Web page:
At the closing ceremonies of the 2016 Rio de Janeiro Olympic Games, Samantha Achterberg watched the pageantry with a swirl of emotions. The modern pentathlete made the trip, but couldn’t contribute, watching from the sidelines as an alternate.
“That was crushing. It was really, really hard to go through,” Achterberg, now 27, said, adding there were “a lot of mental breakdowns” as she trained hard for a very slim chance to compete.
“I was like, in four years, I don’t want to be a spectator. I want to be down there.”
In July 2019, she was on the podium at the Pan-American Games in Lima, Peru, qualification for the 2020 Tokyo Games secured.
Coming from behind as usual, she took home silver, crying as she crossed the finish line and went into the arms of her equally emotional family and coaches. Coach Dennis Bowsher, an Olympian in 2012 in London, said he “may have teared up a bit.”
“It’s an emotional thing, to see someone work so hard (and be rewarded),” Bowsher said.
The Littleton native sampled most sports growing up — her parents never made her pick and choose. “Never really an outstanding athlete,” and often injured in high school, she started working with a personal trainer, Scott Jones.
“He pushed me to a limit, but I had huge improvements,” she said. “I wouldn’t be here without him.”
Her running, swimming, riding and hunting background was put to good use when a family friend convinced her to try modern pentathlon, which is based on the tasks facing a well-rounded soldier of centuries past.
She and a fencer’s épée had never crossed paths. Even though she said she’s grown to love it, the mentally demanding and adaptive fencing did not come naturally. It remains her most challenging of the five events.
Trying to keep the dream alive between Olympics is tough even with consistent housing. Achterberg lived at the Olympic Training Center from 2013 to late 2016, when the residency program was cut. Then came crashing with friends.
“Definitely in a non-mainstream sport, it’s challenging,” Achterberg said. “Once you get to that level, you’re like, ‘How do I keep affording this? I’ve got to start making big-girl decisions on things.’”
One of the biggest decisions was joining the Army in 2017. It meant taking a long break for basic training — months of instruction that was grueling even for an elite athlete.
But Bowsher, a staff sergeant in the Army and coach within the World Class Athlete Program that Achterberg is a part of, said it was a good option for her.
“It takes away certain stressors that civilians may have,” Bowsher said. “They’re part of a bigger team now, so there’s a lot more support behind them. There’s a little bit of extra motivation and weight off your shoulders, so you can really attack each competition.”
“(The Army) is a part of the journey now too,” Achterberg added. “They follow along and they’re proud of me.
“It’s a good reminder — when I’m sore and tired after four practices a day, there’s someone overseas in Kuwait, sitting there with a gun protecting our country. It puts a lot of stuff in perspective. I try to remind myself of that every day when the first-world problems come up.”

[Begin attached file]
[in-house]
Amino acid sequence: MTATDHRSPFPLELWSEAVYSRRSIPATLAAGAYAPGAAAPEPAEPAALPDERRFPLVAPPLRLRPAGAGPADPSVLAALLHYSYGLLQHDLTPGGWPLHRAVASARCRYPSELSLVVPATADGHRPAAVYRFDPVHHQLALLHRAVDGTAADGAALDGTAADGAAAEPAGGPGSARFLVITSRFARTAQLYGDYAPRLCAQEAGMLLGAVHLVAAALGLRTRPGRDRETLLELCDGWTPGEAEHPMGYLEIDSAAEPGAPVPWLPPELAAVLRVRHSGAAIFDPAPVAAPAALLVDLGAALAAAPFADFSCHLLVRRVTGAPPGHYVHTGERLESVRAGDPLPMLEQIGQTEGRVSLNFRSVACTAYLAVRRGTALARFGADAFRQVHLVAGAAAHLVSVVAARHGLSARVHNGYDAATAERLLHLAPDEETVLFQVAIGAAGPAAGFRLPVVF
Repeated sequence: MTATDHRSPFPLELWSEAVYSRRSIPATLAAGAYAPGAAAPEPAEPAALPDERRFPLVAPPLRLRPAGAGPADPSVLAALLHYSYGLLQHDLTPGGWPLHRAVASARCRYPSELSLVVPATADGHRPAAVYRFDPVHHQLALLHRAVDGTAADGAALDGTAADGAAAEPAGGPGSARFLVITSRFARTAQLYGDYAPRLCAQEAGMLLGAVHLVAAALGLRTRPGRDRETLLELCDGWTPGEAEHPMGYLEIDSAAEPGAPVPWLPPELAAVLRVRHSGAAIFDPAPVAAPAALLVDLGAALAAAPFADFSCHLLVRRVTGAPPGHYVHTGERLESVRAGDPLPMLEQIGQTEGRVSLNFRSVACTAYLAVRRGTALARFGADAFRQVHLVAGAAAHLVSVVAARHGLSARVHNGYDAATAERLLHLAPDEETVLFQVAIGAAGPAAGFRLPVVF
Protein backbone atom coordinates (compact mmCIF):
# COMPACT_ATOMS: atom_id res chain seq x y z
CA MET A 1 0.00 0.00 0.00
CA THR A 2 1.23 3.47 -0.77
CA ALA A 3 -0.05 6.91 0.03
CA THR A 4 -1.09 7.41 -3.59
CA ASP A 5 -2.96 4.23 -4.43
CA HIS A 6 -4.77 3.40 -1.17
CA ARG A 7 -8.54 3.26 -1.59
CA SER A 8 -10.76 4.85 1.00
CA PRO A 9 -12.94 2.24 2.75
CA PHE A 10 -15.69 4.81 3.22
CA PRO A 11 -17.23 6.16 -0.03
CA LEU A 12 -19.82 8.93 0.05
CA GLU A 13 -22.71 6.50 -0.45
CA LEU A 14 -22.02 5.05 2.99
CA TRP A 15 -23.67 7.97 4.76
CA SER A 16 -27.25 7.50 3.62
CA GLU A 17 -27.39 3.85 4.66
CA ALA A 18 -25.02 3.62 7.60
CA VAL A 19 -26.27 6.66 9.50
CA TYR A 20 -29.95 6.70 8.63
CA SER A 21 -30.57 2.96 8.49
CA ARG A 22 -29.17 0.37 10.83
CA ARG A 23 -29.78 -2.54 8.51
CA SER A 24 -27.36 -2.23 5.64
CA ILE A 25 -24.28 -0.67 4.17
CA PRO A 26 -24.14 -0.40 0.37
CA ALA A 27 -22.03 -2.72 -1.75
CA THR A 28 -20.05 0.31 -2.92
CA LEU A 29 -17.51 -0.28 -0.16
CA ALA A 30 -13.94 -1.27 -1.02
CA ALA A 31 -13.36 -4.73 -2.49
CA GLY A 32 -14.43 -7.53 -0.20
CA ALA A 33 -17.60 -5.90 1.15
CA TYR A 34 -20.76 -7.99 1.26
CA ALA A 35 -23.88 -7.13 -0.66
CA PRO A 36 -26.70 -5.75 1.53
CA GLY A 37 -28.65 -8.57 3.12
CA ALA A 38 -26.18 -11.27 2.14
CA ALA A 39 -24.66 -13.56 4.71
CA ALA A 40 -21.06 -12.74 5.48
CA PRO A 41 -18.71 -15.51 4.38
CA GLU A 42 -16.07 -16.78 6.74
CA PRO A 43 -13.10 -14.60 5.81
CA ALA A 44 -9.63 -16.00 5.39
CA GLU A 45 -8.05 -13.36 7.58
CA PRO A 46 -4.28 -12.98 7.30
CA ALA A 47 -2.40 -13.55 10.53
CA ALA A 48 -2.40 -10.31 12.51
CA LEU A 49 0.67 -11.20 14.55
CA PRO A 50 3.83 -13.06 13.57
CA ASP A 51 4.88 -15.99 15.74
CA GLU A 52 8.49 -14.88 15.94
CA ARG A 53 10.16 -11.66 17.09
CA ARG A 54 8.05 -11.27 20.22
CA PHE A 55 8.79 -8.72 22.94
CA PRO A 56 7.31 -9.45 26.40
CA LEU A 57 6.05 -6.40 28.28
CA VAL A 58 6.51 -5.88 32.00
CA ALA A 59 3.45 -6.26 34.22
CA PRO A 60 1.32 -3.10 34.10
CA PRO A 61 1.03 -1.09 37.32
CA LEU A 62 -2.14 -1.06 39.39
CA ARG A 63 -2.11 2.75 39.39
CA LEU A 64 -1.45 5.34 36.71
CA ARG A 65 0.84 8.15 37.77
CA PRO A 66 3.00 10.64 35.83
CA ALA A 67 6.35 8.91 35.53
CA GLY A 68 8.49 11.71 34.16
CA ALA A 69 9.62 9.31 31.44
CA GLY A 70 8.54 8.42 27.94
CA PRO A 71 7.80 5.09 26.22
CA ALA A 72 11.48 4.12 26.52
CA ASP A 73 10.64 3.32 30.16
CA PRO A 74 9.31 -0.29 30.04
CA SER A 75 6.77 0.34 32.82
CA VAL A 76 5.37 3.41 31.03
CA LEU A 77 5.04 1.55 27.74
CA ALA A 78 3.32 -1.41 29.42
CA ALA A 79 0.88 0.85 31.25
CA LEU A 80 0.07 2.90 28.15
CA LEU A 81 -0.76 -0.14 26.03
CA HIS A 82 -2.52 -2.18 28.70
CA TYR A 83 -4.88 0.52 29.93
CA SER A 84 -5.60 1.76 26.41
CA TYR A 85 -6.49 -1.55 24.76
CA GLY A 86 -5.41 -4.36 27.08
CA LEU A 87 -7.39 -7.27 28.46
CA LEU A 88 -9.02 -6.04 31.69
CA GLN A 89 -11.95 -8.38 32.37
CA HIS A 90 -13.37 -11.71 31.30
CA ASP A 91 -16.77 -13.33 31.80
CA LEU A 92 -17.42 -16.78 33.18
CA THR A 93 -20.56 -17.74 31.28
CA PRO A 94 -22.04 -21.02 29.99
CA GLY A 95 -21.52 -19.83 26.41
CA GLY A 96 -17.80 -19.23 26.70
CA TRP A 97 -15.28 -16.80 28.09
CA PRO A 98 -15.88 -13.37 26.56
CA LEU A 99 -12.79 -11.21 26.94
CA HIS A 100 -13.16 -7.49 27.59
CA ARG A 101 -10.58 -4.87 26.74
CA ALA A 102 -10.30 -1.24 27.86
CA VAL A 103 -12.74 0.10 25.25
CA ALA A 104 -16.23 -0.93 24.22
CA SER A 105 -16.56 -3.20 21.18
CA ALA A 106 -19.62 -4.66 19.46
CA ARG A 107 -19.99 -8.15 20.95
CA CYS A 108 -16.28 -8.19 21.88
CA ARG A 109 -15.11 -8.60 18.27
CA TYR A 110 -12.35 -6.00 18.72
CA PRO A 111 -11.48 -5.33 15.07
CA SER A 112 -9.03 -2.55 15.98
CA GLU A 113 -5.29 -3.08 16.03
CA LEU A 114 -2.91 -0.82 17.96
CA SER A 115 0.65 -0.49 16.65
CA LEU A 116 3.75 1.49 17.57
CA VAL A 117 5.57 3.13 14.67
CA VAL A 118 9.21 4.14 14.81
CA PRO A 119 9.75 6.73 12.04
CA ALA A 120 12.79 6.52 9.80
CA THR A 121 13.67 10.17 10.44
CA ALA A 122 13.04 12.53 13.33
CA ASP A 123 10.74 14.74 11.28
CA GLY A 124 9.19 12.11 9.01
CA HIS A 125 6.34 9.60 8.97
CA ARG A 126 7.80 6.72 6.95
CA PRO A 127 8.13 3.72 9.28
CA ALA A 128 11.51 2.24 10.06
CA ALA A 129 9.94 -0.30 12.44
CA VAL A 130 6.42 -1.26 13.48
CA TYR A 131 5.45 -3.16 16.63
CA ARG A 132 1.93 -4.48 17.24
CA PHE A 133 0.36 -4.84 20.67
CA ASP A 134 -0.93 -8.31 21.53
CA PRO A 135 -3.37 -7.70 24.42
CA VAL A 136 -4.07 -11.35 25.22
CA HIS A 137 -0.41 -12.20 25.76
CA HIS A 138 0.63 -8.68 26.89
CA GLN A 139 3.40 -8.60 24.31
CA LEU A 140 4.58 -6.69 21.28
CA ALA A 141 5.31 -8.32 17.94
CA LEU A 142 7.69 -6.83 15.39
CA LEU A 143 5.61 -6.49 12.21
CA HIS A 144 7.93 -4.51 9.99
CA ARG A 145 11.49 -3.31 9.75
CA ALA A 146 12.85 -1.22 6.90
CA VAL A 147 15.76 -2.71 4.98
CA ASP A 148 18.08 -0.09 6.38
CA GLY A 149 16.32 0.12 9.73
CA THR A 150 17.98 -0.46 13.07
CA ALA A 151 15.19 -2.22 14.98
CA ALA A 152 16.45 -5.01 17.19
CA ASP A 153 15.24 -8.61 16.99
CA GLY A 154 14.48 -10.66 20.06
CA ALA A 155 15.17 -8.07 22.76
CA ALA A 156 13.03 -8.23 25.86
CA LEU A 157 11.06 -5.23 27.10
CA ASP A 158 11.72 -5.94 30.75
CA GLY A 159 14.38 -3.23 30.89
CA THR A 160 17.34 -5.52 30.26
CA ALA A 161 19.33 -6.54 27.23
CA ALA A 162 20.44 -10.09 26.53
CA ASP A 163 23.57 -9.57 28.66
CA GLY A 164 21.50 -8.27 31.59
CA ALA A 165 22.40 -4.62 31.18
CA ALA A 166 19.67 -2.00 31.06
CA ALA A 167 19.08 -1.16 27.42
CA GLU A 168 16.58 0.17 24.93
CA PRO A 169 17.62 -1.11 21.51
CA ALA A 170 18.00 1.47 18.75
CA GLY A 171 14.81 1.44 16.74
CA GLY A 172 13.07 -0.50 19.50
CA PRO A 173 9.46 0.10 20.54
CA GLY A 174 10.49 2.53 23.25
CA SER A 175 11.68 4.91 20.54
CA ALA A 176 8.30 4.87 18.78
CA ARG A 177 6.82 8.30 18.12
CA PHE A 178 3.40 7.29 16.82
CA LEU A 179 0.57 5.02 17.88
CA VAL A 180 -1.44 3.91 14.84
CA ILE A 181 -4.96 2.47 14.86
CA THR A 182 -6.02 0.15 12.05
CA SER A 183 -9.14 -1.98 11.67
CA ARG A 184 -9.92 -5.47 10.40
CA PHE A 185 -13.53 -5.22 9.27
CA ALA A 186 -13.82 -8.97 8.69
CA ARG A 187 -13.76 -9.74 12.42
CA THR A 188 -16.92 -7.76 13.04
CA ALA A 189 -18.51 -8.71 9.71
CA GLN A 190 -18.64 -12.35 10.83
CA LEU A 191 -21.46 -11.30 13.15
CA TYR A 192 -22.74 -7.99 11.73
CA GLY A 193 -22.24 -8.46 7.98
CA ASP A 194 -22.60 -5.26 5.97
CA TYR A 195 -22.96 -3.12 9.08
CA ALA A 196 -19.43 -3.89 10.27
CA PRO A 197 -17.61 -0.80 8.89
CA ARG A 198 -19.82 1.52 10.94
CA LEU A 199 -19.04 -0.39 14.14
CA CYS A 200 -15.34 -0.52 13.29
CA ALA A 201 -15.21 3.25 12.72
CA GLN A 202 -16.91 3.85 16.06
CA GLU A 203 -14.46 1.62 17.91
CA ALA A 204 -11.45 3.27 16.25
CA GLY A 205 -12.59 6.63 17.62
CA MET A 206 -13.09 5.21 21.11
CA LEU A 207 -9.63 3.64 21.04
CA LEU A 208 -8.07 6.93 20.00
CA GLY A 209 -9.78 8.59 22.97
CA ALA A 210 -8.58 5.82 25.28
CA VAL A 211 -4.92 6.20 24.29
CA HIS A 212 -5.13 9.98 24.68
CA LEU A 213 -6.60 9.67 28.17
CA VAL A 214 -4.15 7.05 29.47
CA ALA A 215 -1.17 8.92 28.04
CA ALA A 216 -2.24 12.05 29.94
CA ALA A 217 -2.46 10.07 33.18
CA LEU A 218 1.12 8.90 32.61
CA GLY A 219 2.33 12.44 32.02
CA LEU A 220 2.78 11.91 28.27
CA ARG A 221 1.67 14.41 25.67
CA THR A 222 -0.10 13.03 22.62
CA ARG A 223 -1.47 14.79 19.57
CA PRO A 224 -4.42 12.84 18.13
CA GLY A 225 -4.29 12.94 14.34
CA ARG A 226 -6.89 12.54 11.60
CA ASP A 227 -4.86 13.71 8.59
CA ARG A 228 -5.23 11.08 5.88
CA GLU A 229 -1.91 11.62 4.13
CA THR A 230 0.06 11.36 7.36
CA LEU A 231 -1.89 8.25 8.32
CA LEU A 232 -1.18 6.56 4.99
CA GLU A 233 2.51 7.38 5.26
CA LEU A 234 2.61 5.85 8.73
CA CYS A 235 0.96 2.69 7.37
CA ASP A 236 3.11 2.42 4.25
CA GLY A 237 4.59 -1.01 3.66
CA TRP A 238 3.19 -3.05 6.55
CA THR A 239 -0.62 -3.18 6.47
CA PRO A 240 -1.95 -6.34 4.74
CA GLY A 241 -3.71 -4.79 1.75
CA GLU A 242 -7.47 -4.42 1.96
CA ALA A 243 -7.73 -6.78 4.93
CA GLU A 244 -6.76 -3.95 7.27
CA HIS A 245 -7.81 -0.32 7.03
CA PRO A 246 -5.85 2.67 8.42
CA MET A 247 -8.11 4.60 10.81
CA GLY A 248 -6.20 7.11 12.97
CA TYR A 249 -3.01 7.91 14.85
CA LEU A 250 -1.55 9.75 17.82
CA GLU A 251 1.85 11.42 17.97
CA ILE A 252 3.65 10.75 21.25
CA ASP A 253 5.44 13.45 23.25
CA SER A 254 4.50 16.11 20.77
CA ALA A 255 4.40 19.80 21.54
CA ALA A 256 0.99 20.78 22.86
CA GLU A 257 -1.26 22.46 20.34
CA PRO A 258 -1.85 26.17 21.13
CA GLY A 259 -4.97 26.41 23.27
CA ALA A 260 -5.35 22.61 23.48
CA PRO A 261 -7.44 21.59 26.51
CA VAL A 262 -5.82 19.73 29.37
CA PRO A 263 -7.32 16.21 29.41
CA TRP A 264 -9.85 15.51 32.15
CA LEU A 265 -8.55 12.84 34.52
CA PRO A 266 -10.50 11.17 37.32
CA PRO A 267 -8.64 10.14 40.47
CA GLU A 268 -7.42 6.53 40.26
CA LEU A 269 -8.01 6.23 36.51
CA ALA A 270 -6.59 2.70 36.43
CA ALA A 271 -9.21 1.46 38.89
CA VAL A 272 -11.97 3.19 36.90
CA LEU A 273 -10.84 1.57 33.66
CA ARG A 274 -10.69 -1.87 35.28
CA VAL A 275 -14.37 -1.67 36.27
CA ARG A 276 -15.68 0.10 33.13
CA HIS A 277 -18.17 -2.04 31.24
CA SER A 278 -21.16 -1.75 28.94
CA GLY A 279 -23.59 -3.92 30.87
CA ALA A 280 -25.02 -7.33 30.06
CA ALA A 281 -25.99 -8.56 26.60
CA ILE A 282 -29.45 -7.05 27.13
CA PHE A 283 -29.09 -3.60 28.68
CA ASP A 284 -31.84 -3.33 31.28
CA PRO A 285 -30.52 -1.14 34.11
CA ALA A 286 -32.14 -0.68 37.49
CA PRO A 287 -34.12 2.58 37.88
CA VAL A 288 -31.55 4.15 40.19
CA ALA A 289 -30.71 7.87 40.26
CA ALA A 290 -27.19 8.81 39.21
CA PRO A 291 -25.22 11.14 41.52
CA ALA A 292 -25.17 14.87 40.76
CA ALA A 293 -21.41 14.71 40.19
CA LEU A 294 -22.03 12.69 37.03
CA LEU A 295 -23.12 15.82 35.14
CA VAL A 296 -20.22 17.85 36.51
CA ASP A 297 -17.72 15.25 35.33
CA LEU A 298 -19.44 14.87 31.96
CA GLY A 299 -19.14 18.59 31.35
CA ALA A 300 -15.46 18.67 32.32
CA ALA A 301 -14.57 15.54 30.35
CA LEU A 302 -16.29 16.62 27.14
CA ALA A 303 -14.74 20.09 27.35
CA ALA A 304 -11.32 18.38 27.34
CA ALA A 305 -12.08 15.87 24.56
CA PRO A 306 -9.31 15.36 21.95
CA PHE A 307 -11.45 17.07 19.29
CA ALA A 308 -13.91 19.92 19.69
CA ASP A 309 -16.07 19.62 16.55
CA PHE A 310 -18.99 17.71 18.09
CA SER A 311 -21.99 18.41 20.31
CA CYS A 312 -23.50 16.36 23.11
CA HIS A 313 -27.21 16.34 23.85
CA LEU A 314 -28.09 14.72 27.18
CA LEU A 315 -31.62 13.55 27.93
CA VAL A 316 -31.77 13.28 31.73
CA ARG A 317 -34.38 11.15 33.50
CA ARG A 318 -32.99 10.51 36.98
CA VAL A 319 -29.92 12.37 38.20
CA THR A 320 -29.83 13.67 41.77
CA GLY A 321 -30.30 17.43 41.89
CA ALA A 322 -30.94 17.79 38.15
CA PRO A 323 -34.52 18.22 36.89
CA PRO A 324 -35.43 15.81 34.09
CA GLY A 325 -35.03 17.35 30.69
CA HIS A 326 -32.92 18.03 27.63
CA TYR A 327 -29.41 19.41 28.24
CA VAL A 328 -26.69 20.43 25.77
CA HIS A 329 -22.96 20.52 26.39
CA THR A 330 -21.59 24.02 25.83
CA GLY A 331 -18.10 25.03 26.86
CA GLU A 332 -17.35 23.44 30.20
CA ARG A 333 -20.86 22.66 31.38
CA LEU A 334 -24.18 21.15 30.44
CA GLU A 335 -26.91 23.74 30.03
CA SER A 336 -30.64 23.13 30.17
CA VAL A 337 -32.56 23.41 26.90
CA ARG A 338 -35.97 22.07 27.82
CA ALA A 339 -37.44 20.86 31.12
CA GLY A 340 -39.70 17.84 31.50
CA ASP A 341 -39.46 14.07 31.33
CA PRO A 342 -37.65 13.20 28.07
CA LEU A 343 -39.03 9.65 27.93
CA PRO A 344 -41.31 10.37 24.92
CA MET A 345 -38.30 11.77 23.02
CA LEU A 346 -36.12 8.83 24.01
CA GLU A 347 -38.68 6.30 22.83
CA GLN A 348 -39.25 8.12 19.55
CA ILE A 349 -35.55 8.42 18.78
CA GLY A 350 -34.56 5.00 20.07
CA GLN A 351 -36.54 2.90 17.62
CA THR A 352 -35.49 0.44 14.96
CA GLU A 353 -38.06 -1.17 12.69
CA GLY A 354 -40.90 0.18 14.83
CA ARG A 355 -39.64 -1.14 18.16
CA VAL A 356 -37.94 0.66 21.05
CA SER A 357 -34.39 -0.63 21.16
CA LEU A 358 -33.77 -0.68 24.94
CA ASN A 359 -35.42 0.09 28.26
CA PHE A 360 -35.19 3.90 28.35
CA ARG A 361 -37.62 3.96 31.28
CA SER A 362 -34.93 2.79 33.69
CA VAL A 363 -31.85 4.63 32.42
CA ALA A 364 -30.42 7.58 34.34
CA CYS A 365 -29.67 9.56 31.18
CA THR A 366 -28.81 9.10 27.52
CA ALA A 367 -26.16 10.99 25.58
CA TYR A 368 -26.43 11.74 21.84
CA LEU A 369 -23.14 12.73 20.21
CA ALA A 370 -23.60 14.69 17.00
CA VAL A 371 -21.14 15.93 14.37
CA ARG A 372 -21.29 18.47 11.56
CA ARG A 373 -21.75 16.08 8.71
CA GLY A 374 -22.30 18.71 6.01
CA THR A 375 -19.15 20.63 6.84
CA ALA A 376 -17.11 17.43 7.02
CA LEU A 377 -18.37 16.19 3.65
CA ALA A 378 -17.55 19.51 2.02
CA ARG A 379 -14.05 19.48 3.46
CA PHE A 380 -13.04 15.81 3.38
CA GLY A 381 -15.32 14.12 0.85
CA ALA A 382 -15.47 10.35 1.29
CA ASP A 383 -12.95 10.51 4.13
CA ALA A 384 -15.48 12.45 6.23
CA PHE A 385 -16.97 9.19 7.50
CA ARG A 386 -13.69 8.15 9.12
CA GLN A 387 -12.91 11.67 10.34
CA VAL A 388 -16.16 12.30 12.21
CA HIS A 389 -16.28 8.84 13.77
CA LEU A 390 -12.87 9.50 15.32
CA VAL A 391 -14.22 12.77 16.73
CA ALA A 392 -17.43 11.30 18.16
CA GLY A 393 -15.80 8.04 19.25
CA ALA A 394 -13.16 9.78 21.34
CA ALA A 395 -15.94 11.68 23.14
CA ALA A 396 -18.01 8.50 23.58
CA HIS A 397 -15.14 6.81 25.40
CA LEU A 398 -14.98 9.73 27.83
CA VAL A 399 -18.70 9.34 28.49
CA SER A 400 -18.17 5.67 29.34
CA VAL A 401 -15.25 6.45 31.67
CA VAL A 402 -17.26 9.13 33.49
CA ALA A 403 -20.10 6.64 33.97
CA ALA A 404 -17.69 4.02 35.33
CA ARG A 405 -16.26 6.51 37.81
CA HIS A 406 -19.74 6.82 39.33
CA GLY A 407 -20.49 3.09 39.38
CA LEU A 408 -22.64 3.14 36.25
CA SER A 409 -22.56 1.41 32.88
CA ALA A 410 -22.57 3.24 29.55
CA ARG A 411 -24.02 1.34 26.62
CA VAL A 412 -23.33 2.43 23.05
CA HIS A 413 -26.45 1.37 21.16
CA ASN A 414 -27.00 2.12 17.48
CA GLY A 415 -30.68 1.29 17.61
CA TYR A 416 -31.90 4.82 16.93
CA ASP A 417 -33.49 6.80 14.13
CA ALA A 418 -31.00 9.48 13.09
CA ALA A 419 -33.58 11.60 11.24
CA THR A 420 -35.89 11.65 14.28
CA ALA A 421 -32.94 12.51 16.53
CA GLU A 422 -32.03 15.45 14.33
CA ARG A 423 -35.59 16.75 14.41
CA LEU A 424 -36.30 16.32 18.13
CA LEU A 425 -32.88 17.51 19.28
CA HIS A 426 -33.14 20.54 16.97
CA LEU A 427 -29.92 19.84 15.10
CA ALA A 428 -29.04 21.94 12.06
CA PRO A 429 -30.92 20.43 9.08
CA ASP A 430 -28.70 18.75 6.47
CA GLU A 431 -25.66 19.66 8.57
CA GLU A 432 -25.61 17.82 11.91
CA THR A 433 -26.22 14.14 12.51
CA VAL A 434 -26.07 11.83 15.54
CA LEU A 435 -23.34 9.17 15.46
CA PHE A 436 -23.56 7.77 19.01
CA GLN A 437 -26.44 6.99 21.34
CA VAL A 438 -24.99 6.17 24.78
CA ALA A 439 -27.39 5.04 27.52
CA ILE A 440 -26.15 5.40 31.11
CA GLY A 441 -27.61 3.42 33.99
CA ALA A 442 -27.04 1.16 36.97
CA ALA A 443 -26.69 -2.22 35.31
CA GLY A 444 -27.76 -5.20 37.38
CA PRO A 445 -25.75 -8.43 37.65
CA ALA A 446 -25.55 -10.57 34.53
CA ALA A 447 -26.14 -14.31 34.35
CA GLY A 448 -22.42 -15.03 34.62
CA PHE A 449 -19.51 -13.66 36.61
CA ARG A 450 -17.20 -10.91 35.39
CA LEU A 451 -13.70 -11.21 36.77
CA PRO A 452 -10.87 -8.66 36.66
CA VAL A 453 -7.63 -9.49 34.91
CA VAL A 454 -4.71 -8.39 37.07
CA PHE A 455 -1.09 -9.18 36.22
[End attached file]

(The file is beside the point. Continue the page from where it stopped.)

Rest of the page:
With steady income, her own place to live and the constant support of her family and fiancé, some of the external pressure eased.
The Pan-American Games provided a golden opportunity to qualify for Tokyo, as there was no competition from traditional powers in Europe.
Following a bumpy start, she moved up after swimming. Then she was bucked off her horse during her one warm-up jump.
But she stayed calm. A lot of the work this year has been above the shoulders.
“In the past I was crumbling in the moment, planning for the worst-case scenario,” Achterberg said. “But I’ve started saying, ‘Well, OK. Moving forward.’”
On jumpy, powerful mounts, 15 athletes were disqualified, but Achterberg said she finished with only time penalties.
Then came her favorite event, the laser-run — running and shooting. The goal was just to reach the podium, but on the last lap, she decided she wasn’t willing to settle for bronze.
Two days later, she won gold in the women’s relay with Jessica Davis. It was part of a strong showing for Team USA. The men’s relay and mixed relay also took home hardware. On the American men’s side, former Egyptian Olympian Amro Elgeziry finished fifth and qualified for the Olympics as well.
After a quick break to explore Peru, and with an eye to next July, Achterberg was training as soon as she got back to the states.
She said she was worn out in 2016 after chasing points all year long. She can’t completely ease up, as there’s still an outside chance she could wind up an alternate again, but as Bowsher put it, she’s “in the driver’s seat” and “the one to beat.”
“I can pick and choose competitions more strategically.” Achterberg said. “I’ll have a little bit more fight by the end of the season.”
The international field looms large. European athletes are usually introduced to the sport earlier, according to Bowsher, though regional U.S. locations are starting prospective athletes sooner. He sees the sport growing, and the world competition eventually narrowing.
The last women’s modern pentathlete to medal for the U.S. at the Olympics was Emily deRiel in 2000. The last American man to medal, Robert Beck, did so in 1960.
“This time around, I think we have a shot at surprising people,” Bowsher said.
If Achterberg’s fencing improves, the next closing ceremonies could feel completely different.
“I want to not just be there, but I want to be a contender,” she said. “I want to be one of the strongest women out there.”